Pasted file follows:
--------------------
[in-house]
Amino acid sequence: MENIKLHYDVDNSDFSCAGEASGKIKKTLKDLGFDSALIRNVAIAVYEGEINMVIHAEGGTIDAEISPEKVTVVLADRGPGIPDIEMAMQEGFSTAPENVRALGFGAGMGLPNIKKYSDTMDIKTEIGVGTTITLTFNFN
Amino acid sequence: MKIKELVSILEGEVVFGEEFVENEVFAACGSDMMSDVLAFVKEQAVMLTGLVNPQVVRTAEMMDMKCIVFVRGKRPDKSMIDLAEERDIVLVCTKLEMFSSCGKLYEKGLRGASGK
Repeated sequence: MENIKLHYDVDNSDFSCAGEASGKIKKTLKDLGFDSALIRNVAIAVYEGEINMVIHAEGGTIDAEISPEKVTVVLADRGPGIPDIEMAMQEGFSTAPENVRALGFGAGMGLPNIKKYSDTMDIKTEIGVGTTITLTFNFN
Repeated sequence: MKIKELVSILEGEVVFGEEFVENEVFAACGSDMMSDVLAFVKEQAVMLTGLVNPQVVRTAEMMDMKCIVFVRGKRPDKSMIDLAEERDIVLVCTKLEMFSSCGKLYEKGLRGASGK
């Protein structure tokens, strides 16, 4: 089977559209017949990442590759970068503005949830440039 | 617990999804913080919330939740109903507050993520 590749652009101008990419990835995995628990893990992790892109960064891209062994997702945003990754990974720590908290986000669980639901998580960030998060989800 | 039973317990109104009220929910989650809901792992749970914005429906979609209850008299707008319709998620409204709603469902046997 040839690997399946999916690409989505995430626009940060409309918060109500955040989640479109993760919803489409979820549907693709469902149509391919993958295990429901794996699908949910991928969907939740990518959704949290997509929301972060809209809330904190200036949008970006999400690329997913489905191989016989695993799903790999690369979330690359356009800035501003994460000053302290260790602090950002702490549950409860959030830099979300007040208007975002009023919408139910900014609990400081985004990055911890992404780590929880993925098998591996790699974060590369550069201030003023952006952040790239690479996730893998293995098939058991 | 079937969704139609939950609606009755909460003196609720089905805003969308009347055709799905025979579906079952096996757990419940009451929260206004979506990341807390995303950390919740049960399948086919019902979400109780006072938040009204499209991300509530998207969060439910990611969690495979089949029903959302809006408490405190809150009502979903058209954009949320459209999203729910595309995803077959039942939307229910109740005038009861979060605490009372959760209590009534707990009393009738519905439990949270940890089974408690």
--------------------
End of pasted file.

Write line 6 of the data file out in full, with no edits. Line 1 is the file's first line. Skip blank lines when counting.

């Protein structure tokens, strides 16, 4: 089977559209017949990442590759970068503005949830440039 | 617990999804913080919330939740109903507050993520 590749652009101008990419990835995995628990893990992790892109960064891209062994997702945003990754990974720590908290986000669980639901998580960030998060989800 | 039973317990109104009220929910989650809901792992749970914005429906979609209850008299707008319709998620409204709603469902046997 040839690997399946999916690409989505995430626009940060409309918060109500955040989640479109993760919803489409979820549907693709469902149509391919993958295990429901794996699908949910991928969907939740990518959704949290997509929301972060809209809330904190200036949008970006999400690329997913489905191989016989695993799903790999690369979330690359356009800035501003994460000053302290260790602090950002702490549950409860959030830099979300007040208007975002009023919408139910900014609990400081985004990055911890992404780590929880993925098998591996790699974060590369550069201030003023952006952040790239690479996730893998293995098939058991 | 079937969704139609939950609606009755909460003196609720089905805003969308009347055709799905025979579906079952096996757990419940009451929260206004979506990341807390995303950390919740049960399948086919019902979400109780006072938040009204499209991300509530998207969060439910990611969690495979089949029903959302809006408490405190809150009502979903058209954009949320459209999203729910595309995803077959039942939307229910109740005038009861979060605490009372959760209590009534707990009393009738519905439990949270940890089974408690």